A few years ago, I made the mistake of going to the Mall of America while visiting friends during the holiday season. In all fairness, going there was my trade-off for forcing my family to spend two hours in a brewing supply store as I drooled over the shiny metal tools and cool doodads and fantasized about converting my basement into a microbrewery. Considering I also act this way when I spend time in hardware stores or garden centers, it is generally best for my family’s patience if I stay at home.
All things considered, I could not complain about being forced to window shop and people watch in the mega mall. This trip is especially noteworthy because of the hawkers that were actively trying to get us to try and hopefully purchase their wares. The one in particular was pitching an electrical stimulation system that they claimed could be used (in conjunction with a rigorous diet and exercise regime) to give me six-pack abs.
I can assure you that the closest I have ever gotten to having six-pack abs is when I used the pocket of my hoodie sweatshirt to carry a round of beer from the curling club bar. Even when I was in high school and running miles every day in the misguided hope to impress a distance runner on our track team I was more the boxed 12-pack than the rippled pin-up look.
Yet, the salesman focused on me, the dumpy, overweight guy in the crowd, to try to get me to invest in several thousand dollars worth of electrical equipment promising that I too, could be buff and beautiful.
Beyond the fact that I had already overspent my meager budget on marginally useful brewing gear and supplies, the idea of applying electrical shocks to get my muscles to twitch seemed less than appealing. Despite his pleading I respectfully declined.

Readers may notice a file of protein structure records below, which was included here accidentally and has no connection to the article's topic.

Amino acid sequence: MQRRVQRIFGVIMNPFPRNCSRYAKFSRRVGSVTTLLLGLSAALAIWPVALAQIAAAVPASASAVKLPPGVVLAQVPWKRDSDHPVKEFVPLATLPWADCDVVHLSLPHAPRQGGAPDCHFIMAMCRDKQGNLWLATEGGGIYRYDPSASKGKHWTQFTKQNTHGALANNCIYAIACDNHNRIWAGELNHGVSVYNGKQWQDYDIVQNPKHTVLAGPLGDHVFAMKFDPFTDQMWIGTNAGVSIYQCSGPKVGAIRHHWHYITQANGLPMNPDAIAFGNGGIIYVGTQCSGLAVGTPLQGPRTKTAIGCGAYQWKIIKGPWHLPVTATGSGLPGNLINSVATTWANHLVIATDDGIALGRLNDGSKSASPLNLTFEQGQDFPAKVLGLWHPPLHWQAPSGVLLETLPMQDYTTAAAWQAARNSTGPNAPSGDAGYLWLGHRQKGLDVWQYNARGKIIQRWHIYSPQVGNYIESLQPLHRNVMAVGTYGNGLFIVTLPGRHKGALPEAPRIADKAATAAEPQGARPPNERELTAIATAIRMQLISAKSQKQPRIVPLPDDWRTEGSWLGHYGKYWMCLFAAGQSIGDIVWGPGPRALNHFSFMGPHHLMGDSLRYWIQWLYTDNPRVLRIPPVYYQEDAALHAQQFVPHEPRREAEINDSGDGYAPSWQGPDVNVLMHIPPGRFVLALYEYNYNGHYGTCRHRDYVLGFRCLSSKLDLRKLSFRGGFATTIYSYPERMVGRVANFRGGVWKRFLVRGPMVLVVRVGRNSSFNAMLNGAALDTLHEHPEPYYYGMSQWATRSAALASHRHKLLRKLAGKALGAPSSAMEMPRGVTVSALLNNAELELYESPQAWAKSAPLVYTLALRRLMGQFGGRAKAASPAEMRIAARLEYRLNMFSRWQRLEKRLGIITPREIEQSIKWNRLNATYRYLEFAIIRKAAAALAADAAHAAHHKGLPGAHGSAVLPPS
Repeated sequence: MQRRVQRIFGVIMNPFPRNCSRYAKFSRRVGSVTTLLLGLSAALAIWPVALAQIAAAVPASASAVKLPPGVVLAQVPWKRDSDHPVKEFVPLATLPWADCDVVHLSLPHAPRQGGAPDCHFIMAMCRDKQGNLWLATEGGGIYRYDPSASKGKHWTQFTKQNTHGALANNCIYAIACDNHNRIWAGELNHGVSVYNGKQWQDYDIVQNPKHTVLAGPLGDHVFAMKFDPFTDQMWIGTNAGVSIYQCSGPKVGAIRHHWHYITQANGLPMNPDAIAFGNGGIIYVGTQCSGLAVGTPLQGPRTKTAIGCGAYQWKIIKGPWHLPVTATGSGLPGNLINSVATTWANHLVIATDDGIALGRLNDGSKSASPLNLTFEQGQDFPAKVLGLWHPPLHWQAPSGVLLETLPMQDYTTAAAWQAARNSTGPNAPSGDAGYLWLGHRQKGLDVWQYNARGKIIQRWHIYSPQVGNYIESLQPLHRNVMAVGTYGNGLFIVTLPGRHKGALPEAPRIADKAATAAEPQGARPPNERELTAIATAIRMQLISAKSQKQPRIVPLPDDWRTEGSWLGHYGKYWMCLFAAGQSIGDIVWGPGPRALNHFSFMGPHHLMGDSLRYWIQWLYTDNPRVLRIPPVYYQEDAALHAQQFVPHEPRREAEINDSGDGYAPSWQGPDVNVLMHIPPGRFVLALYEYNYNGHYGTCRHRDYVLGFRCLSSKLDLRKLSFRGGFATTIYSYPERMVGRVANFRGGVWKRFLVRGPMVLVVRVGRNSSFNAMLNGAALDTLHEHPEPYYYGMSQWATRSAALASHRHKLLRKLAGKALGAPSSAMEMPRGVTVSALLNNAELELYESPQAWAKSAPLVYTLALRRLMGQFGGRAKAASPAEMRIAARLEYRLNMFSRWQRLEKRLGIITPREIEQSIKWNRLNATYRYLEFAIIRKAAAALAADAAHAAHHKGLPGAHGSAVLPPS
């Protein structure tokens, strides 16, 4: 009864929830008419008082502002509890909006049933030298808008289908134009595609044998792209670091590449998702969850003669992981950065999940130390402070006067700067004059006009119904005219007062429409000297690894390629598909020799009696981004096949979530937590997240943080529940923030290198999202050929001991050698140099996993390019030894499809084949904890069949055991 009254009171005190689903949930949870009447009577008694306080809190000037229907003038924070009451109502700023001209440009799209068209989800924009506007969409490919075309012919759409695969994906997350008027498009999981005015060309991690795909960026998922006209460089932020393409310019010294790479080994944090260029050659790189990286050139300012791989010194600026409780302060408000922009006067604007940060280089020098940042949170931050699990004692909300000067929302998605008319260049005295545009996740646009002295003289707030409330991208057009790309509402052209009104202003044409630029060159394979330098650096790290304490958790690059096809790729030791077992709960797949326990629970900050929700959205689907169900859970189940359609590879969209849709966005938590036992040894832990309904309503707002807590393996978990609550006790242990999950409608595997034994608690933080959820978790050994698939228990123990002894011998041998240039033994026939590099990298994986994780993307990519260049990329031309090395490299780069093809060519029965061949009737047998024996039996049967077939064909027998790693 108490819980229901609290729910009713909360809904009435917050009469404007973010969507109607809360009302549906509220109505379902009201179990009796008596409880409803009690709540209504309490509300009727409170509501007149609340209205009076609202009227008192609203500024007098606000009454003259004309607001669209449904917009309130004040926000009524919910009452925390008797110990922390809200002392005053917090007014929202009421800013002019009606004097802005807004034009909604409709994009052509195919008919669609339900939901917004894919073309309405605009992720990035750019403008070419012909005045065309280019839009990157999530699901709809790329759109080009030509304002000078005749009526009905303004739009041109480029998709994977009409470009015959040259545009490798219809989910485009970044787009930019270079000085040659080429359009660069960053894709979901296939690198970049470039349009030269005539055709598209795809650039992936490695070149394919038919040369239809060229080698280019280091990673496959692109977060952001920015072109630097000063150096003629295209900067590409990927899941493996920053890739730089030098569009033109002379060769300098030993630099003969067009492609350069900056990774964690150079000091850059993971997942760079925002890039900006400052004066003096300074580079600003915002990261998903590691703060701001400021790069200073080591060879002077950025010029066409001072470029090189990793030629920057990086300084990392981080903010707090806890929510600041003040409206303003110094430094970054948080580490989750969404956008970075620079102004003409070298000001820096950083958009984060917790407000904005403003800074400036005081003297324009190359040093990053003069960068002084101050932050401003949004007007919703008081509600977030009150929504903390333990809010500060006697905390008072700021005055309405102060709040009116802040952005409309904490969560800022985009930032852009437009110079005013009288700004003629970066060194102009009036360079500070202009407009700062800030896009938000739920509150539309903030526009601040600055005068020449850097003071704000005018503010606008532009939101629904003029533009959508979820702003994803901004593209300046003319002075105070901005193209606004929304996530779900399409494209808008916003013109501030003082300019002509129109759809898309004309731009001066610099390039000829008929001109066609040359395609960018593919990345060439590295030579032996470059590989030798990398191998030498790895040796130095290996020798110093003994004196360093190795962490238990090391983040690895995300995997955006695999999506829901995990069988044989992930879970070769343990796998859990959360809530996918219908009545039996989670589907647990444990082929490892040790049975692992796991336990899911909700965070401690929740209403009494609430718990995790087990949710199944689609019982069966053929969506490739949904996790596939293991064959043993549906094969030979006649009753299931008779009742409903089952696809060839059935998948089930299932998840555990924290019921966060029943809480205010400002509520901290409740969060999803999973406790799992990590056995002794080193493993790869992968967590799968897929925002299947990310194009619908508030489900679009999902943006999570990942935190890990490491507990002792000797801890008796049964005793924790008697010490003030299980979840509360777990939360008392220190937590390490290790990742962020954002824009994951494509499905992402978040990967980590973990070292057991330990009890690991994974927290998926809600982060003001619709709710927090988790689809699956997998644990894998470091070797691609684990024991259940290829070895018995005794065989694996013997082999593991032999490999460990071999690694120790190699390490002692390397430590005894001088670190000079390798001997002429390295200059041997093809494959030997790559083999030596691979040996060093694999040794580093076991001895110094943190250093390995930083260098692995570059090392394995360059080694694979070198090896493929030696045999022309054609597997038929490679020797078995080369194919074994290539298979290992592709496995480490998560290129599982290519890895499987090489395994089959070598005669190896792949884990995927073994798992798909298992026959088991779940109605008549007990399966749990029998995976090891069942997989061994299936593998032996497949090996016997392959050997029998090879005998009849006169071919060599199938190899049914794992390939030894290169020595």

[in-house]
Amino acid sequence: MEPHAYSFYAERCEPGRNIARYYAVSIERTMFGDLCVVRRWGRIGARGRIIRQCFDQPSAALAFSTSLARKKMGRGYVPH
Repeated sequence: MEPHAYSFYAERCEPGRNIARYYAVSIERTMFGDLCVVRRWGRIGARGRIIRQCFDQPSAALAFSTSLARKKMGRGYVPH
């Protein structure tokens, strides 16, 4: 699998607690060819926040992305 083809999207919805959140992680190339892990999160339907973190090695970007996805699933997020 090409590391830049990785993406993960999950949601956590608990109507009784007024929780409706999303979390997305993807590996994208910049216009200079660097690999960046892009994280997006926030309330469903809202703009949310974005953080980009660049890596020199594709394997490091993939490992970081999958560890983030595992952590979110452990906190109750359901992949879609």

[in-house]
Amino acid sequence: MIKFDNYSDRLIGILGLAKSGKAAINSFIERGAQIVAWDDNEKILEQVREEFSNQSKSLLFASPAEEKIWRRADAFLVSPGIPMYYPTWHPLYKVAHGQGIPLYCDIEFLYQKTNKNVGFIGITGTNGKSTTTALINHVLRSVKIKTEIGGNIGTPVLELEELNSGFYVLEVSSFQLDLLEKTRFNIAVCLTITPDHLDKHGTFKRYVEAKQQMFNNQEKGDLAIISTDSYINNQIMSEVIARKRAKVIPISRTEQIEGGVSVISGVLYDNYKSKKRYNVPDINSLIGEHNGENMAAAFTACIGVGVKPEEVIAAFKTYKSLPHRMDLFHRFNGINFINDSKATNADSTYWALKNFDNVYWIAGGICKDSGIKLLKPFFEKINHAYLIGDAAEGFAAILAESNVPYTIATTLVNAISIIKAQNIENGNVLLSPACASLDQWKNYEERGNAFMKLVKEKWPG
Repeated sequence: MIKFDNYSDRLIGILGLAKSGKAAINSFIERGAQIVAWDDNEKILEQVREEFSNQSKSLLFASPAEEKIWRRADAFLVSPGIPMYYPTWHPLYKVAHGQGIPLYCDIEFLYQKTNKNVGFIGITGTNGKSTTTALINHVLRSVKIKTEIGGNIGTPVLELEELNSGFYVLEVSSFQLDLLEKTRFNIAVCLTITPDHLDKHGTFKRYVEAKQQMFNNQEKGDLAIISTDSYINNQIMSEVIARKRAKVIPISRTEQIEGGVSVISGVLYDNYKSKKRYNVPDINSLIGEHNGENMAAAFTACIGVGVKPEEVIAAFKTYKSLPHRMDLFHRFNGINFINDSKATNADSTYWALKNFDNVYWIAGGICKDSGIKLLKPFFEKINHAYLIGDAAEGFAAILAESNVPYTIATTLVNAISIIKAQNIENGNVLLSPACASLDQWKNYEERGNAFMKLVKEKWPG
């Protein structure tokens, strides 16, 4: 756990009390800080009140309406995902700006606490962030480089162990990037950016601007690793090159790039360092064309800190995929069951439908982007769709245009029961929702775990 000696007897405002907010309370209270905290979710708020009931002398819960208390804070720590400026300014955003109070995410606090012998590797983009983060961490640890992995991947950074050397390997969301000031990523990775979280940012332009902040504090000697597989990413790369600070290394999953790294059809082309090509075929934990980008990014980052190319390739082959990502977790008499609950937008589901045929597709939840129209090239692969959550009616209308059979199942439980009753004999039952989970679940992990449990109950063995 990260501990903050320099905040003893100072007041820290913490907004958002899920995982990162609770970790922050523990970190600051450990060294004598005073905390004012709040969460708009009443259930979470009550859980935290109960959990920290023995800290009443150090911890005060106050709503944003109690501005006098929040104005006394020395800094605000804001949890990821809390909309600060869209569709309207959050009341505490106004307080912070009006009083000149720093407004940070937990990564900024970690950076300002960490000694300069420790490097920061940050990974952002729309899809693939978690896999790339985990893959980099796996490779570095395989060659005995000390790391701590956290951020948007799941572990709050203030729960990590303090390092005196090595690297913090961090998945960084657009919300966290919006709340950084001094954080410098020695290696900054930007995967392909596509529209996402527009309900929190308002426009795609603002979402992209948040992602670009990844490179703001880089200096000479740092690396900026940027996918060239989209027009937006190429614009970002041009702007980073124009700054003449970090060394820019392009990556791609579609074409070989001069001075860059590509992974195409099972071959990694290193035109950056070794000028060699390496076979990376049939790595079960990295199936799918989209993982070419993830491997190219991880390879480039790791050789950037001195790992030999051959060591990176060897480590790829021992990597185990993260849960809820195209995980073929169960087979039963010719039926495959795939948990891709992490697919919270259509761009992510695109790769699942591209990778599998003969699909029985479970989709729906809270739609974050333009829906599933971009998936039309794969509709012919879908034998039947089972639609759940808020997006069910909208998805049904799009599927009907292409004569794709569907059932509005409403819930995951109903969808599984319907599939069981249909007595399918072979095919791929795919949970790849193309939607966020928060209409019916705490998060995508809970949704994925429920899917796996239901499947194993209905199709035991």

I got to think of this the other day when I was watching a show on an online streaming channel with my family. The show was enjoyable enough, but was secondary to the ads that were really pushing a new drug to treat tardive dyskinesia also known as TD. For those unfamiliar with TD, it is a condition that is caused by taking antipsychotic drugs such as treatment for bipolar disorder or schizophrenia for a long period of time.
After the seventh commercial for the product in the hour-long show, I began to wonder if there was something about my family that the people on our TV knew that we didn’t.
Was this like the hawker picking me out as the fat guy in the crowd to try and sell me a questionable fitness product? What do the TV people know that I don’t know?
While there are times, such as when I spend hours standing up to my knees in snowbanks, when I question my own sanity at choosing a community newspaper career path, I have managed, so far, to avoid prolonged medication.
While I am glad there are medical treatments for those who are suffering from TD, it seems like an oddly specific medical condition to have an ad for during every commercial break.
I suppose it could have been worse.
The following day I got a text message from my college- aged daughter claiming that she was now traumatized from being forced to watch a several-minute-long commercial for “manscaping” personal grooming products. The streaming service had given her the option of watching the one long commercial to avoid other interruptions.
Since it would be wildly hypocritical of me to oppose any form of advertising, I can only say that target marketing can be an effective way to sell a product or service to a particular niche of the marketplace — provided, of course, that you are on target.
Brian Wilson is News Editor at The Star News.